International Arbitration and Foreign Lawyers
(The following is a guest post from Deepak Raju, who runs the Lex Arbitri blog on arbitration law. He discusses the relationship between the existing law on foreign lawyers practicing in India and India’s prospects as an emerging hub of international commercial arbitration)
Ban on foreign lawyers – another nail in the coffin of India’s international arbitration dreams
The recent decision in Lawyers Collective v Bar Council of India has been discussed widely. Along with discussions on the correctness or otherwise of the decision, several comments have focused on the more normative question of desirability of foreign lawyers being allowed to practice India. Yet no one appears to have paid attention to what is probably the best argument in favour of foreign lawyers, at least in limited circumstances – the impact of keeping foreign lawyers out on India’s recent attempts at becoming an international arbitration destination.
Lawyers collective v Bar Council of India – A brief overview
As the decision in Lawyers Collective has been widely discussed in the blogosphere, I would like to deal with the case only to the extent necessary for this post. In this case, the legality of permission granted by the Reserve Bank of India under the Foreign Exchange Management Act, 1973 to some foreign law firms to open liason offices in India was assailed. “Practice of law” as per the Advocates Act, 1961, can be carried on in India only by an advocate registered with a Bar Council. The case centered around the question of whether liaison offices which engaged in activities like coordination between foreign firms and their Indian clients, broadly classified as non-litigious practice, were “practicing law” and hence were acting illegally on account of their not being registered as Advocates. The court interpreted the term “practice of law” broadly to include both litigious and non-litigious aspects of practice of law and held that the liaison offices were illegal.
Can a foreign lawyer appear before an arbitral tribunal in India?
The Court, in Lawyers’ Collective took a starting point that all litigious practice was prohibited for anyone but a registered Advocate. In many places in the decision, litigious practice is indicated to include appearing before tribunals. Even if one were to rely on the capital ‘T’ with which tribunal has been spelt by the court and somehow make a fanciful argument that this would be a reference to statutory tribunals and not to private arbitral tribunals, that would, at best, merely take appearances before arbitral tribunals outside the purview of “litigious practice of law”. It would still be “practice of law”, given the wide understanding accorded to the phrase.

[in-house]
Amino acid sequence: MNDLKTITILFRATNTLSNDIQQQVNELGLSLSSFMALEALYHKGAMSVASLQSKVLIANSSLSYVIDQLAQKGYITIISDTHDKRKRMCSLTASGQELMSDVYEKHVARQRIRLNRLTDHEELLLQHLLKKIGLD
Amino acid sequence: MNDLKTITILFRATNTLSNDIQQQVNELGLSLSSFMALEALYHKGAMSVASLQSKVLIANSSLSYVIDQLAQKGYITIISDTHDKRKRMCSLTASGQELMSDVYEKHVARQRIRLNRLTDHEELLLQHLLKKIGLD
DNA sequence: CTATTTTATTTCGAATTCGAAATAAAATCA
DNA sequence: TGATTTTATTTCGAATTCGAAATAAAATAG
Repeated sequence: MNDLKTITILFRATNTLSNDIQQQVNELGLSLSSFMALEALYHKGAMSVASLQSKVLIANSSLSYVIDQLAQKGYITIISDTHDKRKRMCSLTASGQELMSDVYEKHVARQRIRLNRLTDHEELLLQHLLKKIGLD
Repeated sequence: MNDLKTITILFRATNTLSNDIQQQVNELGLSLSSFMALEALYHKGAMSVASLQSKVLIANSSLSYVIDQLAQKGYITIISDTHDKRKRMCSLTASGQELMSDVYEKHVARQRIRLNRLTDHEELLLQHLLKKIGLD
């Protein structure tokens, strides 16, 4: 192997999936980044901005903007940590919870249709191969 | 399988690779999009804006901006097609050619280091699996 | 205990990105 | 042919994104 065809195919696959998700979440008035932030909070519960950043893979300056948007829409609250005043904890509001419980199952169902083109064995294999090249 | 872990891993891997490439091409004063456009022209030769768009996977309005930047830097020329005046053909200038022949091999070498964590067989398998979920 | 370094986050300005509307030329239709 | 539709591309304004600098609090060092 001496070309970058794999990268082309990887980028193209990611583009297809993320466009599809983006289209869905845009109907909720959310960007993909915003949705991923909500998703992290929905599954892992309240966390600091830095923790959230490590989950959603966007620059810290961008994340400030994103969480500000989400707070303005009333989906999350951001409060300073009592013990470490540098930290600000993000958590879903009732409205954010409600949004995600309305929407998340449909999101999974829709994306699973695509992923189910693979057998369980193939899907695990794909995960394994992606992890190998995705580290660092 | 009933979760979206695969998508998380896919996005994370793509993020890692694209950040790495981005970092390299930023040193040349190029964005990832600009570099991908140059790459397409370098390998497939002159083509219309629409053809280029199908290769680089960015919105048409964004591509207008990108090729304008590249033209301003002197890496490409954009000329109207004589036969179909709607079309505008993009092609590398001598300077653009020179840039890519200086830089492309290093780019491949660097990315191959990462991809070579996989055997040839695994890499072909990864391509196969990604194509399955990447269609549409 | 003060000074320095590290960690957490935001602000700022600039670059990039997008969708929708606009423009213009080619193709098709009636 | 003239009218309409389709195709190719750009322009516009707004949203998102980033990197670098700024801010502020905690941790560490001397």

Impact of Ban on foreign lawyers on international arbitration
In an international commercial arbitration several legal systems come into contact. For instance, let us assume a contract between an Indian party and a Swiss party which is governed by French law and which provides for arbitration in India according to LCIA India Rules. Upon a dispute arising between the parties, the Swiss party seeks arbitration. The Indian party, contests the validity of the arbitration clause on the ground that the Swiss party was incompetent to contract, a question usually to be settled under the law of domicile of the party concerned, in this case Swiss law. Also, if the dispute was to reach the merits stage, the claims of the parties are to be decided in accordance with the substantive law of the contract, in this case French law. Thus, the dispute here is going to be adjudicated under laws of two civil law countries, entirely different from the common law tradition in which Indian lawyers are trained. Indian law may come in handy if one of the parties wants to move court for interim relief or for appointment or removal of an arbitrator. But, apart from these limited functions, Indian law has nothing to do with the dispute.
In this situation, given a choice who would a party prefer – an Indian lawyer or a continental lawyer? Choice of a lawyer trained in civil law is bound to be the logically sound option. Yet, India’s closed door policy on foreign lawyers forces Indian lawyers to argue out the case despite their lack of competence in the subject area.
India has recently been attempting to make itself an “arbitration friendly” jurisdiction or an arbitration destination. Yet, will any foreign party agree to arbitration in India in a contract governed by a non-Indian substantive law when he knows that his choice of lawyers in case of a dispute is limited to Indian lawyers? One may say that a foreign party may still agree to have India as the legal seat of arbitration and merely hold hearings outside India with foreign lawyers of his choice. But that hardly makes India an “arbitration destination”. Also, I cannot see what could be so attractive about Indian arbitration law that lures a party who does not intend to hold a single sitting in India into designating India as the legal seat of arbitration.
What is the solution?
A general permission for foreign lawyers to practice law in India seems to be distant. A more pragmatic solution will be to bring this issue within the purview of arbitration reforms that India is pursuing and make a special exception (probably through a non-obstante clause in the Arbitration and Conciliation Act, 1996) allowing persons of any nationality, whether or not registered as Advocates in India, to appear before arbitral tribunals seated in India where the arbitration in question is an international commercial arbitration.